2022 Circulars and instructions on the summons under CGST Act

The instructions provided by the Central Board of Indirect Taxes and Customs (CBIC) concerning the issuance of summons demonstrate adherence to Circular No. 122/41/2019-GST, which was dated 5thNovember 2019.

The instructions read as follows:

  • Superintendents are authorised to issue summons only upon getting approval from the officer, as stipulated by prior written permission. In this particular scenario, it is imperative that the official in question possesses a rank no lower than that of Deputy or Assistant Commissioner. Furthermore, it is essential to maintain written documentation elucidating the rationale behind the issuance of the summons.
  • In cases where it is not feasible to receive previous written permission, alternative methods such as telephonic or oral consent may be sought and afterwards documented in written form. It is imperative that this information be promptly and unequivocally communicated to the relevant officer.
  • The user’s text does not contain any information to rewrite in an academic manner. The GST officer responsible for issuing the summons is required to maintain a file documenting the recipient’s compliance or non-compliance with the summons. It is imperative to ensure the preservation of this file as an integral component of the records. Furthermore, ensuring that a duplicate of the aforementioned statement is duly filed and preserved in the official records is imperative.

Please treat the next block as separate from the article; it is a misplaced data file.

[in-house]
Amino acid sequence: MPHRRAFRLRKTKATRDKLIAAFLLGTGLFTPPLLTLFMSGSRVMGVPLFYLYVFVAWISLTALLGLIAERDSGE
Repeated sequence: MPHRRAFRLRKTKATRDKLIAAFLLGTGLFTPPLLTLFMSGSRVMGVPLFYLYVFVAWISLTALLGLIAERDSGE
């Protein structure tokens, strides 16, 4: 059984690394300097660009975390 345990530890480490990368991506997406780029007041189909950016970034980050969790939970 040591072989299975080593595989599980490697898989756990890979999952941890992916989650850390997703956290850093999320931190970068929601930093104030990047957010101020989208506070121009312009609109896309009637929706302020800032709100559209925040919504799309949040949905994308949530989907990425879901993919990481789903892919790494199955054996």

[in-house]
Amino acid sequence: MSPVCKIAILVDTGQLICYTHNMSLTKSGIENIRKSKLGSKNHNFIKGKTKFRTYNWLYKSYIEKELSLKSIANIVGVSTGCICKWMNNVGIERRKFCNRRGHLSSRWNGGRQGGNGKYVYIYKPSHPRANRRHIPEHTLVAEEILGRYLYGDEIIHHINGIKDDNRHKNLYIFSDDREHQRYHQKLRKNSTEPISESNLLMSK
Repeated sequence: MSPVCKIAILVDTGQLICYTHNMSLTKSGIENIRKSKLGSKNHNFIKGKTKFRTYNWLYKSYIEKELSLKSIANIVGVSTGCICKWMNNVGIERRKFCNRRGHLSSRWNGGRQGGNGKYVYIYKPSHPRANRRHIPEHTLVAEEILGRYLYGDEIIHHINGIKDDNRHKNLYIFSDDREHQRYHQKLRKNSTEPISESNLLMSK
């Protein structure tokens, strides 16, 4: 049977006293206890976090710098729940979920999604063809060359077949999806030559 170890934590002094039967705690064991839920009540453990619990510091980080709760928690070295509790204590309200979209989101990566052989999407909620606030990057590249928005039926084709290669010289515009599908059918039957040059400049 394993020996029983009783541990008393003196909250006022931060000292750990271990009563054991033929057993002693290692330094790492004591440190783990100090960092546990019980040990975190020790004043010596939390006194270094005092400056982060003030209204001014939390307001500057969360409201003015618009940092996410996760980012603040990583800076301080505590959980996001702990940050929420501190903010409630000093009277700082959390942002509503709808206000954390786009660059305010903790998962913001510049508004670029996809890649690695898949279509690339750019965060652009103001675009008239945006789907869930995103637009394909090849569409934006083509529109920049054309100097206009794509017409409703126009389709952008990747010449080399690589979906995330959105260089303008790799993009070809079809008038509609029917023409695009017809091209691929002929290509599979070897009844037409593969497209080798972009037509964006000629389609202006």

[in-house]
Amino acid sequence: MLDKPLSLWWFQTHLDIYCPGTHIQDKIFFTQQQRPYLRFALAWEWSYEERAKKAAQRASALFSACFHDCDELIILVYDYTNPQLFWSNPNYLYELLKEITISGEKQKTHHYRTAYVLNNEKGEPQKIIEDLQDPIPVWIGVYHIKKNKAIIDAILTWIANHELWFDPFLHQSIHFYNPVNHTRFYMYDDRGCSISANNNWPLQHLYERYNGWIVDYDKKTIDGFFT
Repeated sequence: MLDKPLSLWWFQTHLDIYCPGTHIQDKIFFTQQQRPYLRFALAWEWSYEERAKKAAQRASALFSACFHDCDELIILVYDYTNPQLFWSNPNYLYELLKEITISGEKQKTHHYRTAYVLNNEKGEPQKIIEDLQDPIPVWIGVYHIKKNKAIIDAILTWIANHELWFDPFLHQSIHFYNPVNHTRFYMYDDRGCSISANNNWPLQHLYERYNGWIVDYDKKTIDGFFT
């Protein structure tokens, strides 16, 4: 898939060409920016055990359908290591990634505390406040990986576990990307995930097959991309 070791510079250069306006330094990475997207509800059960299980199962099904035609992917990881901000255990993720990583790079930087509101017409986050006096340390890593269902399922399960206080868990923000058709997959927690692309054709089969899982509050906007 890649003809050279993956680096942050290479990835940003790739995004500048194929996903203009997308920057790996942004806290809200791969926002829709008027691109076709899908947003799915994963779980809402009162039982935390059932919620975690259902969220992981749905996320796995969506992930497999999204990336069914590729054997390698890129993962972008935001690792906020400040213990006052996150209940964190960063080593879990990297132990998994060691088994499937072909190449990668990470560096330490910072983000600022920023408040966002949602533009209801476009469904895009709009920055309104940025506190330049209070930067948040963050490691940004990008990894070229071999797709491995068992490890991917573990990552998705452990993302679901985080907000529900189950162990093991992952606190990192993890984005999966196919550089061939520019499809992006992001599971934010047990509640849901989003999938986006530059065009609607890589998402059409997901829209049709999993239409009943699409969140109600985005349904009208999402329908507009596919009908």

• In order to facilitate the receiver’s understanding of their role in the legal proceedings, it is imperative that the summons issued include the full name of the offender or offenders. This information enables the recipient to discern whether they are being called as the accused, co-accused, or in the position of a witness. The omission of the name may be warranted in cases when its inclusion could potentially impede the progress of the investigative procedure.

Supreme Court’s notice on pleas challenging powers of GST officials

On Friday, August 25th2023, the Supreme Court bench compromises of Justices Sanjay Kishan Kaul and Sudhanshu Dhulia issued two notices in two of the writ petitions (Title: Gagandeep Singh v. Union of India[1], Gagan Kakkar v. Union of India[2]). The petitions were filed under Article 32 of the Constitution of India, challenging the constitutional validity of several provisions of the Central Goods and Services Tax Act, 2017 (CGST Act), including Section 69 (i.e., power to arrest), 70(1) (i.e., power to summon persons to give evidence and produce documents). The Court has further stayed any coercive steps against the petitioners.